By Brad Sant, senior vice president of safety and education, ARTBA
The Occupational Safety and Health Administration (OSHA) announced May 21 it is moving forward with a proposed rule to finalize changes to its crane operator certification requirements.
The Federal Register notice explains the agency will discontinue a 2010 requirement—which never went into effect— that crane operators become certified for both the type of crane used and the lifting capacity of the equipment. The proposed rule establishes minimum requirements for determining operator competency, and informs testing organizations they are permitted, but not required, to issue certifications by rated capacities. The proposal will also permanently extend and clarify each employer’s duty to ensure the competency of crane operators through required training, certification or licensing, and evaluation.
ARTBA has been working with the agency to develop a comprehensive rule since September 2002, when the association successfully recommended a representative to serve on the Crane and Derrick Negotiated Rulemaking Committee. Since that time, the agency has struggled to develop a comprehensive final rule that would be supported by the construction industry. ARTBA supports OSHA’s decision to eliminate the crane lifting capacity requirements and looks forward to more clarity with regards to training requirements and qualifications.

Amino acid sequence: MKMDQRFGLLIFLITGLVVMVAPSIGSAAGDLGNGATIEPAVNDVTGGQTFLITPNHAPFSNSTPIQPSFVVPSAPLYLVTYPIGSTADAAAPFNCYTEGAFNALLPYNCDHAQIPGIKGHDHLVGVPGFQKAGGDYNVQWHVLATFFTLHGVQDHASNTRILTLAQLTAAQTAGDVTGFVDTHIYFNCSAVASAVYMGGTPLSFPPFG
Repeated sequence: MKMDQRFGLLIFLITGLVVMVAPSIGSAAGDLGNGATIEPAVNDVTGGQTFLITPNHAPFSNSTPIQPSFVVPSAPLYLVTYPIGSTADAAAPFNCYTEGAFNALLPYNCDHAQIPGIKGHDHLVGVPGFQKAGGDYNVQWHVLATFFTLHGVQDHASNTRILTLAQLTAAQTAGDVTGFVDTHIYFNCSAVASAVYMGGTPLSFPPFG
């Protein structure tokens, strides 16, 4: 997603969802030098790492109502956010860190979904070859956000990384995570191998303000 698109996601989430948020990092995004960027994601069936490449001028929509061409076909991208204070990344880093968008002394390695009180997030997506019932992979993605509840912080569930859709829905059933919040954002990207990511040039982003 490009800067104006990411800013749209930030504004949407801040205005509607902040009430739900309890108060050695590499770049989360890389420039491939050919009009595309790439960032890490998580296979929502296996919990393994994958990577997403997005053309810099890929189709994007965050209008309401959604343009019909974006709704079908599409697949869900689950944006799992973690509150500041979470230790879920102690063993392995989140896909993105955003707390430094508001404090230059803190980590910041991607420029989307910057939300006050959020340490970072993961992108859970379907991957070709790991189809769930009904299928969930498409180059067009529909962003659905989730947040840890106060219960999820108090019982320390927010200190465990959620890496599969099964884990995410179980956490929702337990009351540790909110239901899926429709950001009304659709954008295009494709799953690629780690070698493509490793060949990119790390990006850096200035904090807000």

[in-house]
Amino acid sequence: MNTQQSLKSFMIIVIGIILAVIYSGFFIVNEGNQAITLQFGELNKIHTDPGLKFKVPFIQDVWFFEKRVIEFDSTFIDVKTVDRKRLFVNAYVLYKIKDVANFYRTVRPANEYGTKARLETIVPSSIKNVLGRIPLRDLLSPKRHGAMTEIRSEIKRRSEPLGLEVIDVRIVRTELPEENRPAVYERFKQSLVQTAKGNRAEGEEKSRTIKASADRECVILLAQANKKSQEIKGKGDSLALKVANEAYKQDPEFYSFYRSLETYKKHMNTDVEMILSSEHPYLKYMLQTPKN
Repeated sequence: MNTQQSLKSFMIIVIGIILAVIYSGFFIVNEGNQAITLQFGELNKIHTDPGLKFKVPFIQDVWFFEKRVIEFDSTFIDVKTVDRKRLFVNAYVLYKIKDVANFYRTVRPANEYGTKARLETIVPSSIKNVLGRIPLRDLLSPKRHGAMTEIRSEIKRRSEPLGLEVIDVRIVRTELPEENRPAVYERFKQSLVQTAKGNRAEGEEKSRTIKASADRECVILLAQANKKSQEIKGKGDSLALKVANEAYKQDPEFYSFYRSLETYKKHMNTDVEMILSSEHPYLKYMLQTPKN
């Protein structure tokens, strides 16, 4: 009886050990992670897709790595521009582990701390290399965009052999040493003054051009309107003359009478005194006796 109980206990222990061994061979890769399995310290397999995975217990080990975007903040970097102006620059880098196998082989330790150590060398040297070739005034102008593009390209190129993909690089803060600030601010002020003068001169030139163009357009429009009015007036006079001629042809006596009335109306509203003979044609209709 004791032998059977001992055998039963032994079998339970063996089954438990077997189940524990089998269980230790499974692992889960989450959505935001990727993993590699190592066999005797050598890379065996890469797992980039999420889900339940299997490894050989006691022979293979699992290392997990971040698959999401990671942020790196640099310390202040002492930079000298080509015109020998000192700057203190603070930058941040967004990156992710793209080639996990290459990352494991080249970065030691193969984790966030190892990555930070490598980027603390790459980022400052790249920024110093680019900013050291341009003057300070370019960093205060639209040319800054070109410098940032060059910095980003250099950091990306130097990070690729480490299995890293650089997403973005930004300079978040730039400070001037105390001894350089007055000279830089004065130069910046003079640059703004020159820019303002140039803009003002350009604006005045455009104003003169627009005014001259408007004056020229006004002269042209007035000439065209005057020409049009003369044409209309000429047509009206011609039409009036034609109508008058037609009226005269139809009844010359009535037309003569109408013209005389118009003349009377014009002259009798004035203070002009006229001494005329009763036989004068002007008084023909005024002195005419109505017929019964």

In November 2017, OSHA issued a final rule to delay the crane operator training requirements for one more year. Initially those requirements were to take effect in November 2014, but were delayed until 2017, and again to November 2018.
ARTBA is developing comments for the proposed crane and derrick rule. For members interested in providing recommendations to be considered by ARTBA, please send that information to me (email@example.com or 202-683-1008) no later than Friday, June 8.